A FRIEND OF mine once told me that he’d been a Liverpool fan in his youth, but since becoming a sports journalist he’d developed a neutral outlook on most clubs. I’ve often found myself wishing that this was true of other writers. I write about pop culture – films and music primarily – and over the past few years, I’ve become increasingly struck by the level of hatred hurled at figures in the public eye. People such as 22-year-old Twilight actress Kristen Stewart seem to attract witless jeers from all corners of the media, something which came to a head for me when I read countless tweets viciously rebuking her appearance (on crutches, no less) at the Oscars.
Public scrutiny of celebrities is hardly a new phenomenon, but it seems in recent years to have become much more ingrained and bitter, to the extent that one’s very personality becomes a target. Such pernicious behaviour illustrates, in stark terms, the toxic state of celebrity culture today and the way in which we interact with it.
A culture that polices people’s behaviours mercilessly
The modern-day backlash has its roots in celebrity scandals of yesteryear. Elizabeth Taylor was one of the first paparazzi targets in Hollywood, scorned by her peers for her perceived thieving of Eddie Fisher from golden girl Debbie Reynolds. Similarly, Ingrid Bergman was shunned for sullying her purer-than-pure image by having an extra-marital affair and baby with Roberto Rossellini.
It would be easy to think that these controversies are representative of the social mores of the time, but in many ways they linger today. Consider the stigma that’s still attached to Brad Pitt and Angelina Jolie’s relationship, or even the suggestions that Beyoncé’s baby bump was artificial and that she’d used a surrogate to have her daughter. It is the highly public nature of this media scrutiny, more so than anything the stars have done, that’s problematic. We’ve developed a culture that polices people’s behaviours mercilessly. We may not be obliged to like or approve of someone’s actions, but we are so swift to condemn that we don’t seem to notice the effects of such negativity. Loud, vocal hatred of something is often more acceptable than liking it. As Fall Out Boy singer Patrick Stump recently put it, “We’re so busy broadcasting our latest cultural disdain that we scantly notice anything we enjoy […] We derive our own identities from the act of hating.”
Setting impossible standards
Much has been made, for instance, of the fact that Stewart “doesn’t smile” and often appears uncomfortable in public. Rooney Mara was also criticised for acting like her press appearances in support of The Girl with the Dragon Tattoo were “a chore.” It seems fair to expect actors promoting a film to appear courteous and professional, but it is patently unfair to condemn someone for not always being comfortable or confident enough to act perky in front of the assembled media hordes. There’s a drastic difference between shooting a film in a controlled environment and facing a baying mob of photographers at a public event. The latter situation is stressful and could easily knock someone’s composure, yet our reaction is more often than not to mock and deride.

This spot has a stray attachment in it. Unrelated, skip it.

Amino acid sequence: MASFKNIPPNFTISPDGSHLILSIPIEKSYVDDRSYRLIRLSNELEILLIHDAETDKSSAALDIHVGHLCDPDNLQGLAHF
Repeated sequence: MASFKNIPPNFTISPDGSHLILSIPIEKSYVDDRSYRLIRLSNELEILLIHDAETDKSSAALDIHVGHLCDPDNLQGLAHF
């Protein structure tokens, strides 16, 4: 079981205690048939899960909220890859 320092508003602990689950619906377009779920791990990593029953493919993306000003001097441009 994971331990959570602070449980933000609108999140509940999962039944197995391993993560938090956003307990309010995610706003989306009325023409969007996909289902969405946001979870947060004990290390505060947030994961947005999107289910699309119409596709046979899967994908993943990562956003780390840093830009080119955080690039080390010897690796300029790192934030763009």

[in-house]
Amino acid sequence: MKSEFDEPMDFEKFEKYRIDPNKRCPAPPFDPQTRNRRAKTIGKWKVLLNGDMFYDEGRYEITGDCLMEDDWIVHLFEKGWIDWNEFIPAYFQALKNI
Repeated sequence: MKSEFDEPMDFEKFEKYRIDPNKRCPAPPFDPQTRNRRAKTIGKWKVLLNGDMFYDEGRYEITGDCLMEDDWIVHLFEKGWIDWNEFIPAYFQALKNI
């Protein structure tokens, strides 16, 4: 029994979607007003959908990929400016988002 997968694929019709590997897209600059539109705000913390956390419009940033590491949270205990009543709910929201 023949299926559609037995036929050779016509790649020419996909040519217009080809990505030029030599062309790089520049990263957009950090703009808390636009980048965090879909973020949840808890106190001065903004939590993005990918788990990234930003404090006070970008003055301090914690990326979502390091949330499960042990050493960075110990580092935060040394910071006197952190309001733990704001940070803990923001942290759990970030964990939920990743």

You may be irritated by someone, dislike them as an actor or a singer or disapprove of something they’ve said or done. You’re entitled to feel that way. But are you entitled to viciously belittle someone because they don’t have a megawatt smile plastered to their face all the time, or because they’re nervous? Does this not feed a much more pervasive and perverse form of public scrutiny, one that places an impossible standard on people who are just as human as the rest of us?
It’s easy to overlook, especially due to their success, looks, or wealth, the fact that celebrities are people. We are essentially casting our negative eye upon ourselves. Public figures may have stylists to pick their outfits and publicists to mould their image, but the impossible standards of beauty and perfection to which they aspire stem from the endless harsh scrutiny we place upon them. To slip-up is to become tabloid fodder, something we as consumers contribute to every time we click on a sensationalised headline.
This may seem harmless, but we are feeding a toxic cycle. Every time we send a sneering tweet or comment, we are normalising harsh judgement and extreme reactions. It may not seem it, but there’s not a huge stretch between berating a 22-year-old actress for “not brushing her hair” and targeting someone you know from school on Facebook. To claim it is legitimate because celebrities put themselves in the public eye is an extension of the repugnant victim-blaming culture rampant in our society. Besides, I don’t think anyone asked to have a photographer hanging in a tree outside their house just because they appeared in a successful motion picture.
Criticism can be reasoned, informed, and constructive
For me, personally, I find this disillusioning. There’s nothing I love more than conversation, but it is increasingly difficult to have meaningful discourse in a culture where people are all but pre-disposed to hatred. Criticism is a necessary part of discussion, but only where it is reasoned, informed, and constructive. Idealistic as it sounds, I would rather focus on people’s artistry than their appearance, and not have to grimace at the thought of the comment section (“boiling seas of acid,” as Stephen Fry put it) before I’ve even finished reading the article. Mob mentality in public opinion may not be anything new, but it often feels as though we build people up just so we can tear them down.